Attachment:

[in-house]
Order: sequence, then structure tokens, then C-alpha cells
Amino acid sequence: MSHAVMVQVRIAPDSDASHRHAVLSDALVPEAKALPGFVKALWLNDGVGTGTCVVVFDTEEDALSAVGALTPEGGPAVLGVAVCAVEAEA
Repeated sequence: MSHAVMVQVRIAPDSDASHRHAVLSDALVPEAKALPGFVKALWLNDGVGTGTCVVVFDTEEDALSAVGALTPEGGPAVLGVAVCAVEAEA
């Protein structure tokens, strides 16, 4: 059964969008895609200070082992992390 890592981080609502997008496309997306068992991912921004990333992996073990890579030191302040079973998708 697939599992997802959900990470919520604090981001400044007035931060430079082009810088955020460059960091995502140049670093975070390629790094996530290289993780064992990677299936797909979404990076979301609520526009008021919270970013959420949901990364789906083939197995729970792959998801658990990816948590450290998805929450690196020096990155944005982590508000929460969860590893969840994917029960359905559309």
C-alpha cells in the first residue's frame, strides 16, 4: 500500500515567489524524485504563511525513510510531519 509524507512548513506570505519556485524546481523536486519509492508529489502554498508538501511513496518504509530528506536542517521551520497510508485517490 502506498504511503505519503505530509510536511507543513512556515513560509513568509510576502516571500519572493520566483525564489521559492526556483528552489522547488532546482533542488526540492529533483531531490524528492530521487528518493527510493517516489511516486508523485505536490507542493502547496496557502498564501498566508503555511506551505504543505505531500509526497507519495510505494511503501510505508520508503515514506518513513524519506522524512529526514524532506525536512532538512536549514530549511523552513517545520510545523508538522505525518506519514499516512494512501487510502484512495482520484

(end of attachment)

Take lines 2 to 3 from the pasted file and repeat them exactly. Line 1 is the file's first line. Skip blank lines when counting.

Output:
Order: sequence, then structure tokens, then C-alpha cells
Amino acid sequence: MSHAVMVQVRIAPDSDASHRHAVLSDALVPEAKALPGFVKALWLNDGVGTGTCVVVFDTEEDALSAVGALTPEGGPAVLGVAVCAVEAEA